That is why the person on the very long bicycle didn’t just squeeze to the side of the road in the manner of a submissive peasant so that you could continue on your way, but instead rode along the middle of the road. Because I’d rather you are delayed for a few seconds than you drive into/over any of the little squishy things in your two-tonne car.

Especially as two of them are mine.

Thank you for your time, and -I really mean this- have a safe journey.

You know you’ve been car-free a long time when you are sent a gift voucher for petrol and you don’t know where the nearest garage is.

A long-term friend in the UK is getting married next year, which means I have to find out a way to get to Newcastle via my parents house in York. Normally we go to the UK via the channel tunnel, but this time there’s a small complication because he’s getting married in August, when there will be some kind of sports event in London, so the city will be full to bursting point and beyond.
Fortunately my destination is Newcastle, far up in the frozen north where trolls live, so there are alternatives. Most likely is a train journey to Rotterdam, a peaceful nights sleep (optimism springs eternal) as we cross the North Sea by ferry and next morning, catch the train to my parents hom in York. Simple.

Except that the railway stations of both cities are some distance from the ferry terminals.

Okay, so take a bike: cycle from Rotterdam Centraal to the ferry, and from the ferry to Hull station, and while I’m at it, from York station to my parents house.
Look Rotterdam up on Google Earth. Can’t find a bike lane anywhere. Mutter dark mutterings about the claims of these blogs then realise the ‘road’ I’m looking at is a cycle lane. With a white line down the centre. Follow same from station to ferry port. Hooray for Dutch cycling infrastructure, and apologies to the above named bloggers.

Check Hull.

Oh, dear.

There’s only a few kilometres between port and railway station, but it looks as navigable as a set from ‘The Matrix’ and slightly more dangerous. The roads are a mess of dual carriageways, flyovers and roundabouts with enough space in the centre for a small farm, built when city planners knew cars were going to be the only way to travel*. There’s the occasional cycle lane for a couple of hundred metres, usually ending at road islands and dual carriageways.

Obviously the chief trolls don’t use bicycles very much.

I could give up and use a taxi through Hull, but that would mean I don’t have transport for the week or two that I’ll be in the UK, which would seem a bit silly for the sake of six kilometres, and nor would I be able to ride in Rotterdam.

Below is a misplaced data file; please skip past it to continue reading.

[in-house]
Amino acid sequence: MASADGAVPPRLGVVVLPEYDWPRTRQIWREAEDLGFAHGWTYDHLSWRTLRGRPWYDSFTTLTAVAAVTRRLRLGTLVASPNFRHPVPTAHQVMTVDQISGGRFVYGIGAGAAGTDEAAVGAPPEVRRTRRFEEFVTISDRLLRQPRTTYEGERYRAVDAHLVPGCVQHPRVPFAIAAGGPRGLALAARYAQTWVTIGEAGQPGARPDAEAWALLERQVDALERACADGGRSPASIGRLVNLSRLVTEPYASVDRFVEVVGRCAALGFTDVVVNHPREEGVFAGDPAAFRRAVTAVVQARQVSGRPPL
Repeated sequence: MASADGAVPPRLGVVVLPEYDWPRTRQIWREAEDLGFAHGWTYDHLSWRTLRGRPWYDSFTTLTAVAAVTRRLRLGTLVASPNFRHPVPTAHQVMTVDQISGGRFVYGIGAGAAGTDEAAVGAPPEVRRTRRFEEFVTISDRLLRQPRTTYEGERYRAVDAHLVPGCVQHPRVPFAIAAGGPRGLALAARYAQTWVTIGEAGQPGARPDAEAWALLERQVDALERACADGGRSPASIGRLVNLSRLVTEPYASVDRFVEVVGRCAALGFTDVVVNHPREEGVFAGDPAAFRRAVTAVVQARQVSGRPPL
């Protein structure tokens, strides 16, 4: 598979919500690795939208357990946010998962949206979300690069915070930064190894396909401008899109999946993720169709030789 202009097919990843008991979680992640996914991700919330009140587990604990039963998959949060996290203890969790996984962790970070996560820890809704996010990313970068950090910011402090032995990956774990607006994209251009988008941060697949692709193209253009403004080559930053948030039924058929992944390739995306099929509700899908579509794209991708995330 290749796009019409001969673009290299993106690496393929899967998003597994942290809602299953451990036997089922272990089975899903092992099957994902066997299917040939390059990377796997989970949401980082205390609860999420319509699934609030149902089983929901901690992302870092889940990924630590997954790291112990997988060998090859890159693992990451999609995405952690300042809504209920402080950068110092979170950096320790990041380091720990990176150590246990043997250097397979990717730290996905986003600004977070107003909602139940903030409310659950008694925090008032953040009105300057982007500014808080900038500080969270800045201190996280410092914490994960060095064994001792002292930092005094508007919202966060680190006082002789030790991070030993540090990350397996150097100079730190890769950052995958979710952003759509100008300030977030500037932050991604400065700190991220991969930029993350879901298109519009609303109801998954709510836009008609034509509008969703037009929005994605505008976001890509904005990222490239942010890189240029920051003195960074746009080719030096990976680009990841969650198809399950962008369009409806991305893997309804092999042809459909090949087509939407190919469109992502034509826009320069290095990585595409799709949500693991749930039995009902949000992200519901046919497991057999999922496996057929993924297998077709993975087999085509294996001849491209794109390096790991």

The other alternative would seem to be finding a native guide, or at least a map.

So, if there are any cyclists in Hull who are versed in the secret ways of the Matrix, I’d be glad of any tips, decent maps, or better still, a local cyclist willing to guide me through hostile territory between ferry and railway station and back again a couple of weeks later.

Please get in touch through the comments or contact box. Many thanks.

*This was ensured by making lots of dual carriageways, flyovers and roundabouts so it was impossible to travel without a car.

To the German car drivers club:

May I record my gratitude to you for the lurid ill-fitting plastic jacket you sent Middle Son through our local school last month. I’m not sure how large you think children are when they start school, or what you think they’ll be called upon to do: the reflective ‘Traffic detective’ written on the back is somewhat cryptic to say the least.

He will not, however be wearing the jacket unless we have an urgent need to be spotted by a helicopter rescue team. Middle Son’s backpack has a much more subtle design, yet still manages to have enough reflective material to be visible from space and frankly if your members can’t see it, then they really shouldn’t be storming about the village in their big cars. Mind you, as they seem to be incapable of seeing the big reflective sign with the black ’30km/h’ on our street, or the or the 2 metre (6 foot) long ‘7km/h’ painted on the roads nearby, I’d suggest a large minority could do with getting their eyes tested anyway.

Your claim that you “want children to be safe” is a great way to make parents feel guilty unless they force their children into these coats, but it hardly adds up as we know that the best way to keep children safe is to keep cars well away from them or have stringent speed limits, and yet the mighty Google shows that your organisation is often quoted as opposing such measures.

This is hardly a surprise: you are after all a car owners club, not a child protection society, and as such your main concern is to promote the ‘rights’ of your members. They in turn seem to feel that anything on the road that is not a motor vehicle is trespassing on their territory.

Call me mister cynical if you will but the jackets you hand out look like another attempt to reinforce the message that pedestrians are only really allowed on roads -or pavements- under protest, and that anyone venturing out into the Sacred Space For Cars* must be dressed like a radioactive teletubby, and stay out of the way of the Very Important Drivers. If children are injured by a Very Important Driver it’s their own fault; in fact, they should really stay indoors, well of the way, or go to school in their parents car.

So the jacket will stay in the cupboard, but thanks anyway.

*Which apparently includes pavements/sidewalks.

Many thanks to Utility Cycling for the video.

Bearing in mind that the difference between the cost of petrol to society and the much lower price at the pump amounts to a government subsidy, how exactly will increasing speed limits on motorways from the current 70mph to 80 mph, and causing a 20% increase in fuel consumption, help to reduce the budget deficit in the UK?

Answer that one Mr. Hammond.

And then answer this one.